New notice to homeowners facing foreclosure designed to be easier to understand

By Jamie Kelly | May 27, 2016

HARRISBURG — As part of recent Pennsylvania Housing Finance Agency's (PHFA) amended regulations, lenders will have to send a newly revised notice of homeowners’ rights and options when facing foreclosure to all customers by Sept. 1.

The goal of the newly revised Act 91 is to make the standard notice of intention to foreclose more understandable to homeowners, according to Judy Berkman, managing attorney with Regional Housing Legal Services (RHLS), a nonprofit law firm that works to create housing and economic opportunities.

Judy Berkman, managing attorney with Regional Housing Legal Services   Regional Housing Legal Services

RHLS worked with the PHFA and others to revise the notice while still keeping it in compliance with the statute.

“We connected with a lot of other stakeholders—lenders, housing advocates, legal services folks, housing counselors—to get everyone's buy in that it was important to look at the notice,” Berkman recently told the Pennsylvania Record.

“The old one was a few pages, and it was incomprehensible, legalistic and confusing. Our goal was to make it more clear, simpler and more accessible.”

The groups spent more than a year working on revising the notice, including adding a heading near the top letting recipients know that they may be able to stop foreclosure. The final result was published by the PHFA on April 30.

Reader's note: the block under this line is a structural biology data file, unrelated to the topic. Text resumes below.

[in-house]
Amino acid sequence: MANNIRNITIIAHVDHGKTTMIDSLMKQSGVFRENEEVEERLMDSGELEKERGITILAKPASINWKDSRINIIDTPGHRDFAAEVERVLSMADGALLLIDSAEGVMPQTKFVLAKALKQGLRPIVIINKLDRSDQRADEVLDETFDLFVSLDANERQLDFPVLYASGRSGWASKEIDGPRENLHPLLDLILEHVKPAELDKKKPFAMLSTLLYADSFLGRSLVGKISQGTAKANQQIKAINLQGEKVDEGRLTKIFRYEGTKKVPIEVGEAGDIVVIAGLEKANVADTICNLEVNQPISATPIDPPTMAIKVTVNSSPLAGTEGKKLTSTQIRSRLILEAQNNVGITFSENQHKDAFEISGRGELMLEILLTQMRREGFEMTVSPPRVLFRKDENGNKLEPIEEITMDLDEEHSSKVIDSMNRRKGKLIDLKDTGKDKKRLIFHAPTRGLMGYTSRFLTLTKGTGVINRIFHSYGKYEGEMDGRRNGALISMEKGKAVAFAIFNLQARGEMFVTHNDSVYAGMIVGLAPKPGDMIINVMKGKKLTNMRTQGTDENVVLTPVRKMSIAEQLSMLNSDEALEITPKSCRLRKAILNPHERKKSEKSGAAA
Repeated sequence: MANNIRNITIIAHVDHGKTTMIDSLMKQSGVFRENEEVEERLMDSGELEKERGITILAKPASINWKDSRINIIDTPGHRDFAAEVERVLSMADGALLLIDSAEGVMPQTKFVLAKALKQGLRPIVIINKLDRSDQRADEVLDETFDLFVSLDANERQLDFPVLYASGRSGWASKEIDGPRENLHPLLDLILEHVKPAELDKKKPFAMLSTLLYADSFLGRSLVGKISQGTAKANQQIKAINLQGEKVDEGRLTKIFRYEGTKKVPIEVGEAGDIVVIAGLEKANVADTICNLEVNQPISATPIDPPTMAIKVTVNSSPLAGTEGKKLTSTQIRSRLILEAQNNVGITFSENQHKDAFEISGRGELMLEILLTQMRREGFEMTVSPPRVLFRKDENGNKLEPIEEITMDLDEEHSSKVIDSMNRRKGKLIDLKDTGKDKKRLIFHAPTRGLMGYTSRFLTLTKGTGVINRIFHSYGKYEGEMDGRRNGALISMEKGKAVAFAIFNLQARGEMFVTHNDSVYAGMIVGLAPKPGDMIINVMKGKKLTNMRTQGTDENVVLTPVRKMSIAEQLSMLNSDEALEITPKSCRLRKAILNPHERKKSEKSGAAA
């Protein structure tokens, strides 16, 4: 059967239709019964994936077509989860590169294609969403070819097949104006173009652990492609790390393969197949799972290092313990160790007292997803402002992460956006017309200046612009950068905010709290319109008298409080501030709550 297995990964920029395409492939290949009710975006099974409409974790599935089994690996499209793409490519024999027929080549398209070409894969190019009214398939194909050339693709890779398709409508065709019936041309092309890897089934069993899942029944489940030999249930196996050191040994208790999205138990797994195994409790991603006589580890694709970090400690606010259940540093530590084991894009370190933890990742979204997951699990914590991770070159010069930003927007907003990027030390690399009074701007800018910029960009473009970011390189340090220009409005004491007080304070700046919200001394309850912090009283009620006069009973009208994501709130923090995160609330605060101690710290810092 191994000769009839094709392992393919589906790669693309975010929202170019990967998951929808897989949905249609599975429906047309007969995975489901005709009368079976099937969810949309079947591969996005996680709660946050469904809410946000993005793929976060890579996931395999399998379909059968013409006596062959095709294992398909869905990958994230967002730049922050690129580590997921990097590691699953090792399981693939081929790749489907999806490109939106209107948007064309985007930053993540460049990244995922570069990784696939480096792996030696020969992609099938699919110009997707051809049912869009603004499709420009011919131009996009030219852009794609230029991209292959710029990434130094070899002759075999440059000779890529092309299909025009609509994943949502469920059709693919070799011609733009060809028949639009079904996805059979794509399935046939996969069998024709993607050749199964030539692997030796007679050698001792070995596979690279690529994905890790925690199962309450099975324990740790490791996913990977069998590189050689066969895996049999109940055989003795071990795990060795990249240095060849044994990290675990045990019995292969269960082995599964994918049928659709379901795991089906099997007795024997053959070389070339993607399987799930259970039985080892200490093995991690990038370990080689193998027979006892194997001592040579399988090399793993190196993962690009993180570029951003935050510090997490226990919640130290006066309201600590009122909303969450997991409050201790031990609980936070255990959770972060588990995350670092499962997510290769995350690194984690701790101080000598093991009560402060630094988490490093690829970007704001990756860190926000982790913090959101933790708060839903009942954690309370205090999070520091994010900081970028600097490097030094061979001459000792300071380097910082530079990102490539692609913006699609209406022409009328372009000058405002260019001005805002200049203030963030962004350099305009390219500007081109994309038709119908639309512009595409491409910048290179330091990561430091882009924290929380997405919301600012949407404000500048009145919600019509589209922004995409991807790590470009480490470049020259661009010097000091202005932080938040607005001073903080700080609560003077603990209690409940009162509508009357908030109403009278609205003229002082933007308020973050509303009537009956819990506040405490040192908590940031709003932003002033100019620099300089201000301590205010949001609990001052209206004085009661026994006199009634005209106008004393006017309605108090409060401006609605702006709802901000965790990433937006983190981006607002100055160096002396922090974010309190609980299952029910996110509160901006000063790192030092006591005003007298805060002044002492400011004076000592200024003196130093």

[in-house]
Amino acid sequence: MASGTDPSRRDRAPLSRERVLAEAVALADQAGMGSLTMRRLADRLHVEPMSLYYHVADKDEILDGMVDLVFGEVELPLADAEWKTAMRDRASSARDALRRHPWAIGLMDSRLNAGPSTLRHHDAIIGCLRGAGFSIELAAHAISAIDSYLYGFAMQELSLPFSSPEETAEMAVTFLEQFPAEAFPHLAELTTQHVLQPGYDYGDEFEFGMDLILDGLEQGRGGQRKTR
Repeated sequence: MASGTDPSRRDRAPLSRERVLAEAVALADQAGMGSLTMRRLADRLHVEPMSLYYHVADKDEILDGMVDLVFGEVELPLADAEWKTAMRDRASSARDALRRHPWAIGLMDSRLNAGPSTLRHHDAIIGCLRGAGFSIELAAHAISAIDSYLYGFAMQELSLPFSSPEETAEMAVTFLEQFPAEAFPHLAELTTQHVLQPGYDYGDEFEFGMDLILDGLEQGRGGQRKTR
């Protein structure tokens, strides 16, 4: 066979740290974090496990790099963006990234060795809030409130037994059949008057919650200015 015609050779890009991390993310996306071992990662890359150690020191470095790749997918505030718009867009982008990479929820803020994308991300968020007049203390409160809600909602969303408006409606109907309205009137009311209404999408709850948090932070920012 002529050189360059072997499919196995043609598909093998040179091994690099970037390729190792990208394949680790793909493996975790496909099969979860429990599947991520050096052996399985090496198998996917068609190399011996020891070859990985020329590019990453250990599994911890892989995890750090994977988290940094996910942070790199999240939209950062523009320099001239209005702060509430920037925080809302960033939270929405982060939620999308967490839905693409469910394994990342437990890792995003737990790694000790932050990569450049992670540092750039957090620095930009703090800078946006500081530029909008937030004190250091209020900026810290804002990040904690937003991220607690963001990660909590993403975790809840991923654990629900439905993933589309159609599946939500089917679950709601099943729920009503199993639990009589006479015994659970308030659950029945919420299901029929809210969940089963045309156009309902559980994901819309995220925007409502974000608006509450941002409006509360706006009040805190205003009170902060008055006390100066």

Much of the language in the notice is required by the statute, Berkman said, and might still be confusing to some, but the PHFA is also planning to issue an Act 91 Fact Sheet that will be available from housing counselors. That will not be bound by the statute, so the PHFA will be able to put the information in layman’s terms.

Berkman said she’s pleased with both how responsive the PHFA was to suggestions and with the revisions to the notice, which is now down to one page. The structure of the notice was re-arranged to make important information stand out, including the fact that the recipient might be eligible for the state’s Homeowner’s Emergency Mortgage Assistance Program (HEMAP).

“The goal is to get people to go to housing counselors and to save their homes,” she said. “If they act and go to a housing counselor, while they go through the process and perhaps apply for HEMAP, the lender can't start the foreclosure proceeding, which would add a lot of costs.”

Homeowners have 33 days from when the notice is issued to arrange an in-person meeting with an approved consumer credit counseling agency.

“It's not just HEMAP,” she said. “There are a lot of other mortgage modification options out there. They might not understand that there are options to modify the mortgage based on their income or circumstances.“

The new notice comes with strict formatting requirements, including font size and which parts should be set in bold. A letter sent to mortgage lenders and others by the PHFA instructs that the format of the notice must be followed exactly for the sender to be in compliance with Act 91.

The statute doesn’t have a specific penalty for non-compliance. If a lender were to substantially alter the notice, a homeowner might be able to challenge the foreclosure in court, forcing the process to start over, according to a PHFA spokesperson.

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